Our Philosophy

BestAussiedoodles

Our philosophy of breeding Aussiedoodles can be stated in four simple points:

  1. Get excellent dogs.
  2. Raise them at home.
  3. Breed the dogs responsibly.
  4. Sell the Aussiedoodle puppies to appropriate families.

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Digging Deeper

 

1. Get Excellent Dogs (Australian Shepherd and Standard Poodle)

We acquired great dogs. Read more about our quality dogs here. We made sure that the dogs were not related in anyway, since we practice outcross breeding. You can read more about outcross breeding of Aussiedoodles below.

 

 

2. Raise Them at Home

Our Aussie and Standard Poodle are family pets. River (Aussie) and Stryker (Poodle) enjoy playing with our children and generally having a ton of fun at our house. We feed our Australian Shepherd and Poodle top quality food that is high in protein (TLC). We try to offer our dogs a comfortable and healthy life, so that they will have great occasional litters of Aussiedoodle puppies.

 

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3. Breed Them Responsibly

We breed our Standard Poodle male and our Aussie female responsibly. In breeding, we insure that the dogs are not related. Some people who do breeding of Doodles breed related dogs to each other. Let me explain why this is so important.

We practice only outcross breeding (breeding two dogs that do not have common relatives) as opposed to line breeding (breeding two dogs with common relatives–for instance grandfather to granddaughter, uncle to niece or half sister to half brother) and in-breeding (daughter to father or brother to sister). Many breeders practice line breeding or in-breeding because it is much cheaper to use one of the puppies from your own litter to reproduce more puppies rather than do your homework, be willing to travel, and be willing to pay more to get an unrelated dog to breed.

Hybrid vigor is one of the greatest advantage of outcross breeding giving you a much healthier dog. Hybrid vigor explains why mutts tend to live longer and healthier lives than purebred dogs. If a person breeds close relatives (line-breeding or in-breeding) the puppies have a much higher likelihood of health problems down the road. We actually have laws for people not to marry close relatives, so shouldn’t it be the same for Aussiedoodles?

Common sense tells you that breeding separate genetic lines will result in healthier Aussiedoodle puppies. The absence of hybrid vigor helps explain why so many of the most popular AKC breeds have decreasing life spans and multiple hereditary problems. Our goal is to breed Aussiedoodles that will live long and be remarkably healthy. It is very likely that any extra cost you pay on the front end to buy a healthy Aussiedoodle will be saved down the road by fewer vet bills.

 

4. Sell the Puppies to the Right Families

We try to find good homes for each of our Aussiedoodle puppies. A good home requires the time and money necessary to raise a great dog.  Excellent family dogs come from two things: nature and nurture. We’ve worked hard to give you a puppy with a great genetic nature, but the nurture part is up to you.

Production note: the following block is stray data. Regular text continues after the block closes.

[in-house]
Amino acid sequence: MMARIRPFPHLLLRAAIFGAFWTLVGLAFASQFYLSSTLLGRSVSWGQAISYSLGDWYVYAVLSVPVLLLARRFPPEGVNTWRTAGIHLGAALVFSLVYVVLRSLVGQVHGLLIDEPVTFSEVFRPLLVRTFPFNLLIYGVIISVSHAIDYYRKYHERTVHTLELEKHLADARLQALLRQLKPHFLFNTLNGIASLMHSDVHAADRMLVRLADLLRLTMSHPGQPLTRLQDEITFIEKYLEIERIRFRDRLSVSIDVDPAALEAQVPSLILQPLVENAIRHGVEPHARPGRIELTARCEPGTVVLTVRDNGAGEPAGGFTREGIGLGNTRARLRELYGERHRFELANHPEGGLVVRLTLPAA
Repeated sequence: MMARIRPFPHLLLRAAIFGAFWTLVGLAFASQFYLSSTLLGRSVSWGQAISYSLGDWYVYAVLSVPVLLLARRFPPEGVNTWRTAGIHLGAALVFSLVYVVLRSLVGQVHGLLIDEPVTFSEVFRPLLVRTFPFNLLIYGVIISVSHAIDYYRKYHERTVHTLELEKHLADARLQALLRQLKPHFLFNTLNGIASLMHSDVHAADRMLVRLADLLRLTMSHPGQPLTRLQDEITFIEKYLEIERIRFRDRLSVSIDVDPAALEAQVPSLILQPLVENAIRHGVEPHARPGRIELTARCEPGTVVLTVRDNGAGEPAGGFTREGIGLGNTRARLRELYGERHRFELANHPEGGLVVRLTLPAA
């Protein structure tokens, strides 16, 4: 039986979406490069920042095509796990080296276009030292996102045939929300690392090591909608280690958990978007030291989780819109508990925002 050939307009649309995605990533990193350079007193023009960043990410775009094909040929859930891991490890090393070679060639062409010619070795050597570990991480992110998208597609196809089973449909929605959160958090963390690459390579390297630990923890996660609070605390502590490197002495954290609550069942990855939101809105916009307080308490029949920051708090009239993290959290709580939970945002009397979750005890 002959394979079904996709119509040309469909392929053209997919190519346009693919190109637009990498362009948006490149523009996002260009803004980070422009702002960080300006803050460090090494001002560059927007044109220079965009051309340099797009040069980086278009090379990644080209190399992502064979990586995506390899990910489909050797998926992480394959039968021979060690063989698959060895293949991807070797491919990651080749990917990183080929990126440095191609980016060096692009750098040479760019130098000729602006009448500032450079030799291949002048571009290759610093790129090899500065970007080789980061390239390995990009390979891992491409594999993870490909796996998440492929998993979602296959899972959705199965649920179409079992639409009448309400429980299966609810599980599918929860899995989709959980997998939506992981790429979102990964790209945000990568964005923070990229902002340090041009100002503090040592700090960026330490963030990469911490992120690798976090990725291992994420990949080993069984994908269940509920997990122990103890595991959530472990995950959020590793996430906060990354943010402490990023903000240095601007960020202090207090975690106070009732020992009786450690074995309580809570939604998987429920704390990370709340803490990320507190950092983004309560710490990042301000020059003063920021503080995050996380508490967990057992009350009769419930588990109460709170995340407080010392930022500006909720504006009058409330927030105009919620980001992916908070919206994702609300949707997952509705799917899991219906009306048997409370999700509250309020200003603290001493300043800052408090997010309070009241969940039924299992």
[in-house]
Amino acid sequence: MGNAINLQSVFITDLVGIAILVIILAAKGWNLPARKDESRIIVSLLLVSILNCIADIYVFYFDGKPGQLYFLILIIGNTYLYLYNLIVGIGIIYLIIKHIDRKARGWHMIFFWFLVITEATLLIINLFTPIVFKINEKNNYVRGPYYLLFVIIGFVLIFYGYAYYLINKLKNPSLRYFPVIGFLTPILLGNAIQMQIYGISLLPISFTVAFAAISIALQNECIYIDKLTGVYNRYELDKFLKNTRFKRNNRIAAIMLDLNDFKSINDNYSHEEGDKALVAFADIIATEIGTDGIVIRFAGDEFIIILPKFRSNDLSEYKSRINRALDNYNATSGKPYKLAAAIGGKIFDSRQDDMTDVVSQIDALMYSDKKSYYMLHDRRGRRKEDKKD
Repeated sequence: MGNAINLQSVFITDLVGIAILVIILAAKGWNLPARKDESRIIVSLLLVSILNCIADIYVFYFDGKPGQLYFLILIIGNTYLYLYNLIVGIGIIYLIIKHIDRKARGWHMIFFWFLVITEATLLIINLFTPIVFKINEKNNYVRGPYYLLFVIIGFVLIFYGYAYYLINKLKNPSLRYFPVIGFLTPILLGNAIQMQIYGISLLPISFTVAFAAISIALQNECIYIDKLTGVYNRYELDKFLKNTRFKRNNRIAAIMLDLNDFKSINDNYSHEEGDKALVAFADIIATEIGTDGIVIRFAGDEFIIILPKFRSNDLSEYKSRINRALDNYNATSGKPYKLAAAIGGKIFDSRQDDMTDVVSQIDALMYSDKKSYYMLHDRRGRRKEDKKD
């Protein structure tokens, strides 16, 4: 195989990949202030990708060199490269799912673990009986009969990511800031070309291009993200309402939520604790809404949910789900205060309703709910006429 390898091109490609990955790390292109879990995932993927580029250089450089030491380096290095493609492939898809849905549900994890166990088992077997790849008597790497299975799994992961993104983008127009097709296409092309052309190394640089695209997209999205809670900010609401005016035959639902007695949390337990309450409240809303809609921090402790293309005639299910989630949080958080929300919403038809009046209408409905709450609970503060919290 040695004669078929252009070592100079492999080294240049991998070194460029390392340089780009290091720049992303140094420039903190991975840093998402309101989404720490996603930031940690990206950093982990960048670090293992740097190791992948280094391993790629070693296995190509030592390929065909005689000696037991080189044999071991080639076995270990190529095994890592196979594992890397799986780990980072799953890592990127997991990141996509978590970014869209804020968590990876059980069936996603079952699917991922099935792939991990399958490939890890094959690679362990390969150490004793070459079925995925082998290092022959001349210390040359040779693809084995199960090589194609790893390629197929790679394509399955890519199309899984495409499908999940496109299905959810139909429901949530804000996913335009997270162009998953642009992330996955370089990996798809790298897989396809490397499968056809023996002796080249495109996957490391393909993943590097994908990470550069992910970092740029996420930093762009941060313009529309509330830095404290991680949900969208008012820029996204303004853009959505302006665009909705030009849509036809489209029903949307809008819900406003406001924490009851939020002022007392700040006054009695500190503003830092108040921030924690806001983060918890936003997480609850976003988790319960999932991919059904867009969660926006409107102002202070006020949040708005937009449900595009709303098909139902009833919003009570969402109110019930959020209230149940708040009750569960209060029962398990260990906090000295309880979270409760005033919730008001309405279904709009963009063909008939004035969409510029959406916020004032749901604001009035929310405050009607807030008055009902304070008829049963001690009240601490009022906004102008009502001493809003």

Dogs require consistent training and boundaries. If your family is not in a position to provide a good home for a Aussiedoodle puppy, or if you would stretch your budget beyond measure, we want to encourage you to wait. Our livelihood is not dependent upon selling Aussiedoodle puppies, so we are not in a position to need to pressure anyone into buying.

We are not unreasonably picky in choosing an Aussiedoodle puppy owner, so we do not require home visits, signed contracts of a certain number of vet visits each year, or other invasions of your privacy. You have the right to raise a dog the way you think is best, but we do desire to see our Aussiedoodle puppies go to well-matched families, and we retain the right to place our Aussiedoodle puppies in homes that seem to be well-suited.

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  4 comments for “Our Philosophy

  1. Miki Hartley
    March 24, 2016 at 12:43 am

    Looking for the right pup for our family. We live in Duncan. I’m in love with the idea of an AussiePoddle! Do you have any puppies at the moment? What’s the cost? I’m really not sure if we’d be able to afford one, but I love to dream😉

  2. Rushie Shue
    April 20, 2016 at 6:39 pm

    I am very interested in the possible purchase of an Aussiedoodle puppy. I am looking for a female, tri-color in good health. I currently have a chocolate labrador who is 14 year old. Her health is declining & I am afraid she will not be here very much longer. As you might suspect, I am an animal lover. Owned horses for 30 years, goats, ducks, cats & dogs. My dog history includes black labs – 8 years & 7 years, dacshund – 13 years, australian shepherd – 13 years and current choc lab – still alive. This will be a house dog so I am hoping for a little less shedding with the combo.

    Please let me know if interested & when you will have an available litter.

    Thank you!
    Rushie Shue

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